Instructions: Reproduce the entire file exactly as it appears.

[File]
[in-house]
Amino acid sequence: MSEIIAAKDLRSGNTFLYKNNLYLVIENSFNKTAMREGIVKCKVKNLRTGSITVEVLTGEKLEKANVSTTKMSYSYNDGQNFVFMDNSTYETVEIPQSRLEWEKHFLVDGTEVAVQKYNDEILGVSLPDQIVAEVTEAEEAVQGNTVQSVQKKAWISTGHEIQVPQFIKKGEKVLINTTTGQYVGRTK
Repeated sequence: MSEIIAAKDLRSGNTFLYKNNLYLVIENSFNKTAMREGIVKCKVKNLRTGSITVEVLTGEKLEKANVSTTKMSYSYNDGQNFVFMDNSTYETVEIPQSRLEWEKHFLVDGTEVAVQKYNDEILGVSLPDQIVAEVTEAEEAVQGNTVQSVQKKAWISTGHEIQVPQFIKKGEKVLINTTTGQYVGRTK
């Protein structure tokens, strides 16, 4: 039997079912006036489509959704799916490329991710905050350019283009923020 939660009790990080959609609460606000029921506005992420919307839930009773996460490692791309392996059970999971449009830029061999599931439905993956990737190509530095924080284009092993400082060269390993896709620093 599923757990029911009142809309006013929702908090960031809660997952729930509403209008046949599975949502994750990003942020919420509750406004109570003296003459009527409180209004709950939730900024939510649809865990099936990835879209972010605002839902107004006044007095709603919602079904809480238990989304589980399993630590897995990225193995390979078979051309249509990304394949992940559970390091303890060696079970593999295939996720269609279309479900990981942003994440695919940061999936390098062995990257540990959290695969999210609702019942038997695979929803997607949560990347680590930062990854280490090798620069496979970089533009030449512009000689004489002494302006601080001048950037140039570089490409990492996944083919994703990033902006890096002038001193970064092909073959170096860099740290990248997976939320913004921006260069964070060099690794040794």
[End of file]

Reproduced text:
[in-house]
Amino acid sequence: MSEIIAAKDLRSGNTFLYKNNLYLVIENSFNKTAMREGIVKCKVKNLRTGSITVEVLTGEKLEKANVSTTKMSYSYNDGQNFVFMDNSTYETVEIPQSRLEWEKHFLVDGTEVAVQKYNDEILGVSLPDQIVAEVTEAEEAVQGNTVQSVQKKAWISTGHEIQVPQFIKKGEKVLINTTTGQYVGRTK
Repeated sequence: MSEIIAAKDLRSGNTFLYKNNLYLVIENSFNKTAMREGIVKCKVKNLRTGSITVEVLTGEKLEKANVSTTKMSYSYNDGQNFVFMDNSTYETVEIPQSRLEWEKHFLVDGTEVAVQKYNDEILGVSLPDQIVAEVTEAEEAVQGNTVQSVQKKAWISTGHEIQVPQFIKKGEKVLINTTTGQYVGRTK
């Protein structure tokens, strides 16, 4: 039997079912006036489509959704799916490329991710905050350019283009923020 939660009790990080959609609460606000029921506005992420919307839930009773996460490692791309392996059970999971449009830029061999599931439905993956990737190509530095924080284009092993400082060269390993896709620093 599923757990029911009142809309006013929702908090960031809660997952729930509403209008046949599975949502994750990003942020919420509750406004109570003296003459009527409180209004709950939730900024939510649809865990099936990835879209972010605002839902107004006044007095709603919602079904809480238990989304589980399993630590897995990225193995390979078979051309249509990304394949992940559970390091303890060696079970593999295939996720269609279309479900990981942003994440695919940061999936390098062995990257540990959290695969999210609702019942038997695979929803997607949560990347680590930062990854280490090798620069496979970089533009030449512009000689004489002494302006601080001048950037140039570089490409990492996944083919994703990033902006890096002038001193970064092909073959170096860099740290990248997976939320913004921006260069964070060099690794040794």